WHI, a major independent 15-year research program begun in 1991, reported that the demonstrated risks of HRT outweighed benefits in asymptomatic women. Risks were so clearly demonstrated, in fact, that the HRT study was stopped early. These findings on the use of estrogen-progestin and estrogen-only HRT drugs were alarming, according to Dr. Fugh-Berman’s team:
“Both therapies increased the risk of stroke, deep vein thrombosis, dementia, and incontinence; estrogen-progestin therapy also increased rates of breast cancer.
“Neither therapy reduced cardiovascular risk, and neither markedly benefited health-related quality of life measures.”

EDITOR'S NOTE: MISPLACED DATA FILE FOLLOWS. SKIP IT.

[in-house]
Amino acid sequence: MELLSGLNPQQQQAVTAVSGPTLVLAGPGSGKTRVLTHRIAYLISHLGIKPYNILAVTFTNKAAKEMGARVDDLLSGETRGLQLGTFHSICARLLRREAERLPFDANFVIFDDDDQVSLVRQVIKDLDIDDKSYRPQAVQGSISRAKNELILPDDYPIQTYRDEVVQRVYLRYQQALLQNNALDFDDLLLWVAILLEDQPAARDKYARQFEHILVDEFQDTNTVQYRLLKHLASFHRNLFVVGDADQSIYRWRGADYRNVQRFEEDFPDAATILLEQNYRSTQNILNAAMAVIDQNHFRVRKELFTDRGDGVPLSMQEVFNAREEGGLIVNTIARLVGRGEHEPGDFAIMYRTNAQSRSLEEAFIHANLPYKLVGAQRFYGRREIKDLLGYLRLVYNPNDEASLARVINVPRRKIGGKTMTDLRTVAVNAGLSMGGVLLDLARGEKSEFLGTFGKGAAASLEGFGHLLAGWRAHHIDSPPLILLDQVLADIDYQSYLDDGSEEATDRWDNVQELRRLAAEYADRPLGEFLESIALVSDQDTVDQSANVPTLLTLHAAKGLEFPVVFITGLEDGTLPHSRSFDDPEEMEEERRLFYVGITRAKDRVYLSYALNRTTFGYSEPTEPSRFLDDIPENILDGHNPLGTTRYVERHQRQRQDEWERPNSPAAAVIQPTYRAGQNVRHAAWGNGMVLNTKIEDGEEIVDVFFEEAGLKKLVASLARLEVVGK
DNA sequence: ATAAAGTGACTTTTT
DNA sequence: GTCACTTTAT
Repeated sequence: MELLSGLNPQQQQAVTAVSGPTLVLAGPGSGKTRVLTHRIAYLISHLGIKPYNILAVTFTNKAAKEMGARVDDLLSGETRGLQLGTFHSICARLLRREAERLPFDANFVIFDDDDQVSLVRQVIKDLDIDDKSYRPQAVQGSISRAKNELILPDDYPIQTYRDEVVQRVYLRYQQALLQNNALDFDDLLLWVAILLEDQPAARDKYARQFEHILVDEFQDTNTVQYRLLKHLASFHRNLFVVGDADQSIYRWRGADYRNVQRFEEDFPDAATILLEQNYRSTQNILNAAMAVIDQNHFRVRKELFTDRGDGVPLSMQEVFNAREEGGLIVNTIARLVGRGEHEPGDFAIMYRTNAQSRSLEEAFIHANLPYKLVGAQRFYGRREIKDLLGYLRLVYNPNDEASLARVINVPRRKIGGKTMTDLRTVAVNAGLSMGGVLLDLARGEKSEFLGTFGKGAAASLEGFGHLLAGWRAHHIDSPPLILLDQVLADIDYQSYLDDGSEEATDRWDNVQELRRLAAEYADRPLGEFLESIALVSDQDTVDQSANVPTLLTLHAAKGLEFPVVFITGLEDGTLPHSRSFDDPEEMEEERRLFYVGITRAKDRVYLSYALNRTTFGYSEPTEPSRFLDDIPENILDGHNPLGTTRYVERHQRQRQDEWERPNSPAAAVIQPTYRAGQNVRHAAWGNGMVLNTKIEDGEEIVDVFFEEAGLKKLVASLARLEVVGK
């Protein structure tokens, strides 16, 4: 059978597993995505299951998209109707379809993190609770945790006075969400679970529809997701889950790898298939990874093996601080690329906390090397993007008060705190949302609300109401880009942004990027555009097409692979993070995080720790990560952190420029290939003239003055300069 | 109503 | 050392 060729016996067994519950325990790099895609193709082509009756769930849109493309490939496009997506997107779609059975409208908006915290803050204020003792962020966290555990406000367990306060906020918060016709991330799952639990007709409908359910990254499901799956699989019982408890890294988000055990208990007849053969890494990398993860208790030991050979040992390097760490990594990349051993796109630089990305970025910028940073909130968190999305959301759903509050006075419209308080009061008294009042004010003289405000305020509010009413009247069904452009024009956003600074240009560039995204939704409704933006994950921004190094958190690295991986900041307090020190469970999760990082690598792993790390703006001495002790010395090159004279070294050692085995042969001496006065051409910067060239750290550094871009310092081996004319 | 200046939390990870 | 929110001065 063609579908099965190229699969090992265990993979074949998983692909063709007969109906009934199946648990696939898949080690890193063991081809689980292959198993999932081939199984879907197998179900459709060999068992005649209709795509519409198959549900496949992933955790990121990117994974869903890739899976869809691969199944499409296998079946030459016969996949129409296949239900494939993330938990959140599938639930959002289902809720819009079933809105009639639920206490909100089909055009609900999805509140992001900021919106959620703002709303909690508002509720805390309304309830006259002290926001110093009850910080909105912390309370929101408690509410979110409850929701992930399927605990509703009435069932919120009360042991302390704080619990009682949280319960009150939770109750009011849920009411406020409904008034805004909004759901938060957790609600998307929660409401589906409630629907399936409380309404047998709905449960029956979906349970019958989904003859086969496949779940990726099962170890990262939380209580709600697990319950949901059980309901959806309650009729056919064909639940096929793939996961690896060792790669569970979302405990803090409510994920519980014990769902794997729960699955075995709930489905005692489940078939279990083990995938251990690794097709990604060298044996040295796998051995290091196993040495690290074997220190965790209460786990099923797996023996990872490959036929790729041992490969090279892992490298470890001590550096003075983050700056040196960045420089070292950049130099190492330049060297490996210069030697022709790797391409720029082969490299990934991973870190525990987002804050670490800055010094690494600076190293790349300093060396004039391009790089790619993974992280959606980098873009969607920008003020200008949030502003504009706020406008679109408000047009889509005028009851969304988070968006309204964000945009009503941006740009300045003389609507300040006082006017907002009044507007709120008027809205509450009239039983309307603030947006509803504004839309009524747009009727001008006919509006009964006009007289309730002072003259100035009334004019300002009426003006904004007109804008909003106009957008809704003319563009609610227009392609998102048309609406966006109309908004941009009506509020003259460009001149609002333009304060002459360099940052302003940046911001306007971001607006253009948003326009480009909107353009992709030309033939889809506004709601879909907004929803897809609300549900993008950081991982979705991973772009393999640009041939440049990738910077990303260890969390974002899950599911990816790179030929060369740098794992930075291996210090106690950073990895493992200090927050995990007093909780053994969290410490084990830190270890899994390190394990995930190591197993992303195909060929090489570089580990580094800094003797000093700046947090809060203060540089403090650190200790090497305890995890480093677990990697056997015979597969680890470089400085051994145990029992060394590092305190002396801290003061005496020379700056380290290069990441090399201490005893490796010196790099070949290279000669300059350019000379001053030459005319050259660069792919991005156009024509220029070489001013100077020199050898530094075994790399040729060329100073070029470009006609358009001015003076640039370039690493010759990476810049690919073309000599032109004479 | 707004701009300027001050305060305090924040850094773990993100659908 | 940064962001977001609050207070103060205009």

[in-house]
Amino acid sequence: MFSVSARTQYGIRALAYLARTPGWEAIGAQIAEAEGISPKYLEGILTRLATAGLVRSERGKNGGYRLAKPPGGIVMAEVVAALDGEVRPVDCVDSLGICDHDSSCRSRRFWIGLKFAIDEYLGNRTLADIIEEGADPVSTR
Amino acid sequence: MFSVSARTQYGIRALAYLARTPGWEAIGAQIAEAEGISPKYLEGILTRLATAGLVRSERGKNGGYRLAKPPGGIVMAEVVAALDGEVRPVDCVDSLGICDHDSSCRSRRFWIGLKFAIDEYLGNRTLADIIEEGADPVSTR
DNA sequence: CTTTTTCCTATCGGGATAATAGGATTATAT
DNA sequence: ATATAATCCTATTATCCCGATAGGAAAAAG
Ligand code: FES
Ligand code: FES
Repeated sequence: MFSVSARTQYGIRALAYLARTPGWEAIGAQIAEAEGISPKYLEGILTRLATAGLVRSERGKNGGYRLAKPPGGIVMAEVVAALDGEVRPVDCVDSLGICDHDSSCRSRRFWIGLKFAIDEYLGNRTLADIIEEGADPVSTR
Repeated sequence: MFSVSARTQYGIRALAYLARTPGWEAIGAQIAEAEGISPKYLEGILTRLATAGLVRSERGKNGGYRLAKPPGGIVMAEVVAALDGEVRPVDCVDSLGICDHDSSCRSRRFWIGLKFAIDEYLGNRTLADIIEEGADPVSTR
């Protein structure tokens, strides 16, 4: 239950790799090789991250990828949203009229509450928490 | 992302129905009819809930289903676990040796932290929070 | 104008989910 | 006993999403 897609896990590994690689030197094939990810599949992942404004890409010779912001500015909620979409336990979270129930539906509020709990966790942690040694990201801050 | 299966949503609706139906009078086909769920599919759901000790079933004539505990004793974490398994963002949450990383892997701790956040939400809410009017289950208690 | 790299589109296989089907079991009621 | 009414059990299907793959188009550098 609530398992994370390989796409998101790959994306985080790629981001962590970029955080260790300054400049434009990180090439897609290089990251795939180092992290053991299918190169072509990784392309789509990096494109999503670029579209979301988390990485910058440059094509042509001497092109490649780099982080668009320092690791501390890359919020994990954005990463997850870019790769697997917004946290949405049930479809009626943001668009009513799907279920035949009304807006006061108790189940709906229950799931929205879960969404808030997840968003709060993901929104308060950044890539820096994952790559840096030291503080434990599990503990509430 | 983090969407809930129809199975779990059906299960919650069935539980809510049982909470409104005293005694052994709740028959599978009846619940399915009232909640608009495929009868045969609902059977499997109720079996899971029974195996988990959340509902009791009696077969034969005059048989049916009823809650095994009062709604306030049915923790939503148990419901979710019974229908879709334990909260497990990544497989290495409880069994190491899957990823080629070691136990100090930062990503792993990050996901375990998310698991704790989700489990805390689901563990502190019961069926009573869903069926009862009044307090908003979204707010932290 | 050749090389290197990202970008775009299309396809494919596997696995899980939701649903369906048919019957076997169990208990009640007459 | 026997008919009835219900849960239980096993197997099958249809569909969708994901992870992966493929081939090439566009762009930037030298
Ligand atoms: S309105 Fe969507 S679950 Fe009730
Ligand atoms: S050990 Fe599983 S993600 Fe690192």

A follow-up study by the Canadian Cancer Society found there was a significant decrease of 10% in the rate of new breast cancers among post-menopausal women between 2002 and 2004 — coinciding with the drop in the use of HRT after the WHI study was published.
The Women’s Health Initiative found that women who take combined hormone therapy (estrogen and progestin together) have a higher risk of breast cancer. The data from this study also revealed that the longer women use combined hormones, the more their cancer risk appears to increase.
And follow-up results shared this past April have shown that taking:
- Progestin-alone HT does increase breast cancer risk, but
- Estrogen-alone HT for a short term does not increase risk of breast cancer (unless you are a cancer survivor taking estrogen-alone hormones shortly after completing your cancer treatment)